Shooting Expired Film

As photographic film ages it degrades. In simplistic terms, the film’s apparent sensitivity to light decreases over time. Theoretically, the degradation starts to becomes evident after the expiration date set by the manufacturer. So, it would be nice if there was a formula which could prescribe the proper compensation required for any roll of expired film. I naïvely started to work out a formula, but having limited data points, the task was futile. Instead, I decided to compile results based upon a system of rules of thumb, which are listed below.

After sharing my findings here, others have in turn shared their findings with me. With permission of the inventors, I am re-sharing their techniques, and any data they were able to provide. If you have a technique that isn’t already covered and would like to share it, then send me an email at and I will add it to the list.

My Technique

For each film I would guess at a rule for how many years it would take for that type of film’s performance to degrade one stop. In the formula that rule will be called the degradation factor, or simply the factor. Then, I would calculate the age of the film in years. Finally, simply divide the age by the factor. The result is the number of stops to decrease the expired film’s speed by.

The formula is: ((YYYY + NN/12)-(ZZZZ + MM/12))/FACTOR, where:

  • YYYY is the current year
  • NN is the current month
  • ZZZZ is the year the film expired
  • MM is the month the film expired
  • FACTOR is the number of years needed to drop 1 stop (e.g. 1 stop / 25 years => FACTOR = 25).

For a film with a factor of 30, which expired 10/1998 and is to be shot 7/2023, the formula would be ((2023 + 7/12) - (1998 + 10/12)) / 30. The result of that calculation would be 0.825. In this case I would round down from 4/5 of a stop to 2/3 of a stop, though using a full stop could also make sense.

These rules of thumb apply to film with an unknown storage history, and assumes the film was probably not stored properly. They will be be updated as new data points are recorded.

Black and White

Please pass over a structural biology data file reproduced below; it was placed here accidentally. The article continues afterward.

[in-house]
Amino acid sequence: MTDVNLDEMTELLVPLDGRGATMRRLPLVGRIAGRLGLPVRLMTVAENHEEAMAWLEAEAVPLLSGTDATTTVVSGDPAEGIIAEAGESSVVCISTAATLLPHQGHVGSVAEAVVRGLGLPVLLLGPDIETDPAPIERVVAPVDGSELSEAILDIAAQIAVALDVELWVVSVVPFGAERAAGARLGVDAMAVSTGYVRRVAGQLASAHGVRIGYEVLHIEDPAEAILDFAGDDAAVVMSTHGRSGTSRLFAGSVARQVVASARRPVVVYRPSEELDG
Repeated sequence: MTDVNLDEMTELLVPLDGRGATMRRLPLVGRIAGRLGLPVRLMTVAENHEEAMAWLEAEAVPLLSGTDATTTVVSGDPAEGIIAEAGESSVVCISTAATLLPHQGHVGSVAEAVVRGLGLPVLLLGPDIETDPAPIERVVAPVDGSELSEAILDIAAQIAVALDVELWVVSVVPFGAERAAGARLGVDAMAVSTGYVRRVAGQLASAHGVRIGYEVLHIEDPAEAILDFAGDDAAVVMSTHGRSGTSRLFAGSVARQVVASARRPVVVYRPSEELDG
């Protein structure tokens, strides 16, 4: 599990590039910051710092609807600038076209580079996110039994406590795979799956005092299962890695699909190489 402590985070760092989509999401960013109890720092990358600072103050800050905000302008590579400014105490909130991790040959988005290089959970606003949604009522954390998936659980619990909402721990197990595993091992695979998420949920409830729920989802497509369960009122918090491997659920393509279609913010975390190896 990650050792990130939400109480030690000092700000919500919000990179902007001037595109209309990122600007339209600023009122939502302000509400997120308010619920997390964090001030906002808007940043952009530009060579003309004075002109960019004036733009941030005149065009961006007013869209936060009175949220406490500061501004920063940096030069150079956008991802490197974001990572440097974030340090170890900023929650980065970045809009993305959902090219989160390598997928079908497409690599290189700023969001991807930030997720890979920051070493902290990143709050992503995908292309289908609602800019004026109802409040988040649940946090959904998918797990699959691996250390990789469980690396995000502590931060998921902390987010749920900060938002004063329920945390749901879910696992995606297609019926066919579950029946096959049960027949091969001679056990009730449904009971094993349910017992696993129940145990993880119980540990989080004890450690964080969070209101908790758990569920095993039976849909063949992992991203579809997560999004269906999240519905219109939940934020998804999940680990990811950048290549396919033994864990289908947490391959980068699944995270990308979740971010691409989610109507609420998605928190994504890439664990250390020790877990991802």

Kodak T-MAX 100

Rule of thumb: 1 stop / 30 years

  • Expired 1998-10, shot 2023-07 — ⅔ stops (EI 64) recommended

Ilford FP4 125

Rule of thumb: 1 stop / 25 years

Kodak Plus-X pan 125 (PXP)

Rule of thumb: 1 stop / 25 years

Kodak Verichrome pan 125 (VP)

Rule of thumb: 1 stop / 25 years

Kodak Tri-X pan 400 (TX)

Rule of thumb: 1 stop / 20 years


Kodak Ektar 25 (PHR)

Rule of thumb: 1 stop / 20 years

Kodak Kodacolor II 100

Rule of thumb: 1 stop / 15 years

Kodak Kodacolor VR-G 100 (CA 120)

Rule of thumb: 1 stop / 20 years

  • Expired 1988-04, shot 2023-07 — 1¾ stops (EI 25) recommended

Kodak Vericolor III 160 (VPS)

Rule of thumb: 1 stop / 15 years

Fujicolor Super HQ 200

Rule of thumb: 1 stop / 14 years

Kodak Vericolor 400 (VPH)

Rule of thumb: 1 stop / 8 years

Other People’s Techniques

Greg Christie

Some approximations for B&W film:

  • ASA/ISO 50 — one extra stop per 40 years
  • ASA/ISO 100 — one extra stop per 20 years
  • ASA/ISO 400 — one extra stop per 10 years
  • Panatomic-X — no compensation because it’s a miracle film.


The following examples were shot in the last 2 years (2021-2023).

  • AgfaPhoto APX100, expired 2009 — EI 50
  • Efke KB25, expired 2013 — EI 20
  • Efke KB100, expired 2012 — EI 25
  • Efke KB100, expired 2012 — EI 32
  • Efke R50, expired 2013 — EI 16
  • Efke R50, expired 2013 — EI 20
  • Kodak Panatomic-X (FXP120), expired 1989 — EI 32
  • Kodak Tri-X pan 400 (TX120), expired 2004 — EI 160, 6½ minutes in HC-110 Dilution B (1+31) @ 68℉
  • Kodak Verichrome Pan (VP120), expired 1989 — EI 50
  • Kodak Verichrome Pan (VP127), expired 1966 — EI 25
  • Kodak Verichrome Pan (VP620), expired 1964 — EI 25
  • ReraPan 127, expired 2014 — EI 64

A few helpful notes:

  • It seems that the Efke films [mentioned above] either had exaggerated speed ratings when manufactured, were mislabeled when the lots were purchased, or have aged poorly. They were frozen since 2015 but their speeds were terrible.
  • Benzotriazole reduces fog. The only way to really use it is to pre-dissolve it in a 1% solution of water, and add to your tank. But it does slow sensitivity of the film (no free lunch) even further. Also I ran a test with identical exposures, cut the roll in half, developed one half with benzotriazole and one without. After scanning, correcting for the base fog level, the images were indistinguishable. I think benzotriazole was more useful in the optical printing days - I guess even today if you are printing that way. I think with scanning, it’s much easier just to “scan through.”
  • I used to extend development time on expired film in an attempt to get back some of the lost dynamic range. Again, I think that might have been useful in optical printing. The grain really suffers though, so that for a scanning workflow, normal development and aggressive or two stage curves layers are a better bet.
  • Even Pan-X can be wrecked. I bought an 8 roll lot of 120, and the boxes were in perfect pristine condition. When I loaded the first roll I did notice that the ink on the wrapping paper looked faded. Anyway, the roll was completely cooked, either by heat or radiation. Second roll, the same, as was the third. Aside from this lot, every roll of ancient pan-x has worked out perfectly.
Just completely baked [Pan-X] film. What a shame.
Just completely baked [Pan-X] film. What a shame. – Greg Christie